The best way to do macro, or close-up photography, is with a macro lens.
However, they cost a couple hundred dollars or more.
You may not want to spend the money for a lens that you'll use only occasionally.
Also, a macro lens may often languish at home because of it's weight and bulk.
There are several alternatives.
Most zoom lenses, when set to the most telephoto focal length, get you close, but not close-up.
A few lenses may have a close-up setting that gets you closer, but still, not close-up.
A reversing ring is used with 50mm lenses.
Remove your lens from your camera, attach the ring to your camera, and then attach your camera lens to the ring—backwards.
Focusing is done my moving the entire camera back-and-forth.
You have to use the manual exposure mode (M).
They cost around $10.
These filters often come as sets of three or four filters of different magnification strengths called diopters.
You can also buy individual filters that may be of higher quality, but most people are satisfied using a set.
Simply screw them onto your lens to convert it to a macro lens.
The directions explain how to use two filters in combination to increase the magnification.
Close-up filters cost from about $30 to $60.
|Nikon Close-up 5T||Nikon Close-up 6T|
|(1.5 diopter)||(2.9 diopter)|
Achromatic, or double-element filters, are made from two lenses cemented together.
The advantage of achromatic close-up filters over the above close-up filters is better optical quality.
This is because because the chromatic aberration of each lens cancels the chromatic aberration of the other lens.
Most manufactures offer filters of different magnification strengths.
|Canon 250D||52 or 58mm||+4|
|Canon 500D||52 or 58mm||+2|
|Canon 500D||72 or 77mm||+2|
Most achromatic close-up filters cost about $80 to $100, with a few costing much more.
The optical quality of achromatic filters is much better because the chromatic aberration of each lens cancels the chromatic aberration of the other lens.
Chromatic aberration is when a lens does not focus all of the colors of light on the same plane.
When a lens displays chromatic aberration, a colored fringe appears around the subjects in a photograph.
In an achromatic lens or filter, the chromatic aberration from two of the three primary colors is corrected.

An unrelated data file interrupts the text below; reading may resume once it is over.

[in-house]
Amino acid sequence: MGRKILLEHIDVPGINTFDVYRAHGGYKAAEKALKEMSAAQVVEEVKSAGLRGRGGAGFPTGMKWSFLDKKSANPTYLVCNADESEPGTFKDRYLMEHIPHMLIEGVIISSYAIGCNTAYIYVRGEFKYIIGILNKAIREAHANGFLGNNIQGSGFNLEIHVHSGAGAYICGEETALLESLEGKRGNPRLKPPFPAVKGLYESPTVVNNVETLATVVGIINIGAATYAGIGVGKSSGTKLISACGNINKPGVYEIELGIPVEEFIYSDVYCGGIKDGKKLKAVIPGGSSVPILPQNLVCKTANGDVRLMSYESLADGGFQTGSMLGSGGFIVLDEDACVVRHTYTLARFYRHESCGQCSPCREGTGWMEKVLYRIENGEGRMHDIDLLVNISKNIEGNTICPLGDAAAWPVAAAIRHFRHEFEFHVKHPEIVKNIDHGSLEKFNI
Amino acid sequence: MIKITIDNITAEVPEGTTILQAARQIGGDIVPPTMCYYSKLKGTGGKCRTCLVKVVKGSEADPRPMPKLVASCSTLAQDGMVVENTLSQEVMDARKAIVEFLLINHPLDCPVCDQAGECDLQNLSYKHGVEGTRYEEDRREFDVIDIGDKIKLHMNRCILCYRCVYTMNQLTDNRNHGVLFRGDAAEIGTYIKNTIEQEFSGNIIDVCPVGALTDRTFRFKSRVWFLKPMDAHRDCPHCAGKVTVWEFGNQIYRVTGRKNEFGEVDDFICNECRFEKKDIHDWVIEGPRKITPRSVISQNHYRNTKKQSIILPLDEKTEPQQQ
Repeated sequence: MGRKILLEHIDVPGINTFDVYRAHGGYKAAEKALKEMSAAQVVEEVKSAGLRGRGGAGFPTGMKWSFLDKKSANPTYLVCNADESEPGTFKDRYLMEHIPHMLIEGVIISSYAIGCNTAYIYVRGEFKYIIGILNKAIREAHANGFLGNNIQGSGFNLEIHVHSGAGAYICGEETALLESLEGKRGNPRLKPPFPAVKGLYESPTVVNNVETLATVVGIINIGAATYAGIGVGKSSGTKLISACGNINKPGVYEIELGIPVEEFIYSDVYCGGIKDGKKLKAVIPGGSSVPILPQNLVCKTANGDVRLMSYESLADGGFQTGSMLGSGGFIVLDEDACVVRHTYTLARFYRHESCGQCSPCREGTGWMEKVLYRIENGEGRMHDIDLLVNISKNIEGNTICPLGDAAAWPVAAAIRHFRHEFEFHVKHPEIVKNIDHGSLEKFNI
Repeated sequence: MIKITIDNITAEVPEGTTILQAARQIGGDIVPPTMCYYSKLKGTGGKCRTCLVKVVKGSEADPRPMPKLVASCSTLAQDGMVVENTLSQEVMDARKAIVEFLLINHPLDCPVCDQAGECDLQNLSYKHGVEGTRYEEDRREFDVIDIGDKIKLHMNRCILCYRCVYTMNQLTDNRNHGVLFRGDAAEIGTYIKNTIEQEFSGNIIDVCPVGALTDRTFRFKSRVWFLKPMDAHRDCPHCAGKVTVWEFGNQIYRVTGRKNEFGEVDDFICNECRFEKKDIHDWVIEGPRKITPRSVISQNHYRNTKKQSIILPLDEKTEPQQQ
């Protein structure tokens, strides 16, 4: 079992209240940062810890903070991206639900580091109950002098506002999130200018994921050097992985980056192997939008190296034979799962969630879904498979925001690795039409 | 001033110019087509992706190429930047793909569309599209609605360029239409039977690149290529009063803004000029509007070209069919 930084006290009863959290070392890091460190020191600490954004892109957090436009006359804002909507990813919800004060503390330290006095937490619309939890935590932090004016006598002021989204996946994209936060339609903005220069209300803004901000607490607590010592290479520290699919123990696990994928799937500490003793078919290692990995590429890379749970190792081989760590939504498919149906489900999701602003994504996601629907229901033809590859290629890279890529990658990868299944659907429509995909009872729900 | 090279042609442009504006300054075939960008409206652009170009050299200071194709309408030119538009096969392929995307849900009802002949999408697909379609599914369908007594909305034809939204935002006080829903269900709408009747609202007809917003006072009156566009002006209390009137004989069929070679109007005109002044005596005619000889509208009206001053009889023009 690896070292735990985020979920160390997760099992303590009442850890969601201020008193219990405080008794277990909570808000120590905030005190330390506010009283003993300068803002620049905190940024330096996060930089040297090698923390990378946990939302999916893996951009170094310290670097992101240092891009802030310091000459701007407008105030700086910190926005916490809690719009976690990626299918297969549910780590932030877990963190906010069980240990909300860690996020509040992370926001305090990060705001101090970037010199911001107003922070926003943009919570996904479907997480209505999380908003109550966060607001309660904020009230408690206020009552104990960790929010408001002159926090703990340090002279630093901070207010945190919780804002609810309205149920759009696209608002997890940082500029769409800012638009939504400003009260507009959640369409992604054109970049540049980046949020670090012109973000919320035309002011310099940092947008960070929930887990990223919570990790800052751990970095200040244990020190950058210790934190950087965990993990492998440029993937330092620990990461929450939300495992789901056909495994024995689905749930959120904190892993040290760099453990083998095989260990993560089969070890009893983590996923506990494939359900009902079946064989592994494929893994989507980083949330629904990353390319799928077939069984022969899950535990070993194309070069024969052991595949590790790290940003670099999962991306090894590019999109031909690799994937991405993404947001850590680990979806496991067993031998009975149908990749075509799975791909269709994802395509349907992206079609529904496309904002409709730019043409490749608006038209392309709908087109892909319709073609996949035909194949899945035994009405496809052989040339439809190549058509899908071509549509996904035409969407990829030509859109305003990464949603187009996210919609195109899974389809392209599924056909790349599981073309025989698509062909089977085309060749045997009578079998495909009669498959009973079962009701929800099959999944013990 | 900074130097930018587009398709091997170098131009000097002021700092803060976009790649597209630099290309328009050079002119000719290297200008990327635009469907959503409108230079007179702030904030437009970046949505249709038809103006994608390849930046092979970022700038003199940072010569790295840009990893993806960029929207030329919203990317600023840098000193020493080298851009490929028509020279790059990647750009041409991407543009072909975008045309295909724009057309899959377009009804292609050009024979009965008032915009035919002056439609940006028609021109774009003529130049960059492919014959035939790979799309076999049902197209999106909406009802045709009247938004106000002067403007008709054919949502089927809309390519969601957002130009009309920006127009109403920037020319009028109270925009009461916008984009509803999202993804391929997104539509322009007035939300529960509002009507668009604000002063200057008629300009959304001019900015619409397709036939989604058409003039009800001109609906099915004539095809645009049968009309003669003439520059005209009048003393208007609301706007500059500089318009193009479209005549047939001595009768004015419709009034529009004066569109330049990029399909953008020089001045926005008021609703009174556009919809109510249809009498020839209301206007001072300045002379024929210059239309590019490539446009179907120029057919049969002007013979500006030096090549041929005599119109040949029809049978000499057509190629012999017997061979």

All three primary colors are corrected in an apochromatic lens or filter.
The multi-coating of lenses and filters is another way to correct for chromatic aberration.
Depth-of-field decreases as you get closer to the subject.
Very little will be in focus.
So, use a small lens opening, such as f/16, to get more depth-of-field.
You can do this by:
1) Setting your exposure mode to the flower icon.
Or . . .
2) Setting the lens opening yourself using the A or Av exposure modes.
You can also use a digital point-and-shoot camera.
The small sensors used in these cameras create more depth-of-field.
Small Lens Openings = Little Light
If you use a small lens opening to get more depth-of-field, there is very little light going through the lens opening to the film or sensor.
At f/16, for example, the lens opening is physically small, so there's little light reaching the film or sensor.
You may have to compensate for this lack of light by using ISO or shutter speed.
If there isn't enough light to photograph with a small lens opening, such as f/16, you can:
1) Use a high ISO film.
A high ISO film, such as 800, is more sensitive to light.
2) Set the ISO on your digital camera to 800 or 1600.
These settings are more sensitive to light.
If your digital SLR camera has a noise reduction feature, make sure it's on when using higher ISO settings.
If you use the A or Av exposure modes to select a small lens opening, such as f/16, your camera will select the shutter speed for you.
Because there's little light going through the small lens opening, the camera may select a slow shutter speed, such as 1/8th of a second.
The shutter stays open longer, letting more light reach the film or sensor.
However, because the shutter is open for so long, you can't support the camera.
You'll get camera shake.
You'll need a tripod.
Generally, use a tripod if the shutter speed is lower than than 1/60th of s second.
Of course, many macro photography subjects are out of reach of a normal tripod.
Tripod systems are available with arms for placing your camera near the ground, and so forth.
Clamps are useful for holding reflectors, and for keeping flowers from moving.
Armature wire, a flexible aluminum wire used for clay sculptures, may be a less expensive substitute.
Many macro photographers use a flash (or multiple flashes) off of the camera with extension cord.
With lots of light from the flash, they can use small lens openings and low ISO settings.
So much for being easy!
Try some macro photography without a tripod and flash.
You can still get some great photographs.
You'll want to get two, expensive, items if you pursue macro photography.
These lenses allow you to get closer, with greater optical quality than the above methods.
A right-angle finder allows you to look through the viewfinder from above.
A handy device is a focusing rail.
If you do a lot of macro photography, you'll quickly find that moving a tripod into position is difficult.
A focusing rail allows you to move the camera a few inches in each direction, and to fine-tune focusing, easily.
An inexpensive focusing rail is sold by Adorama camera.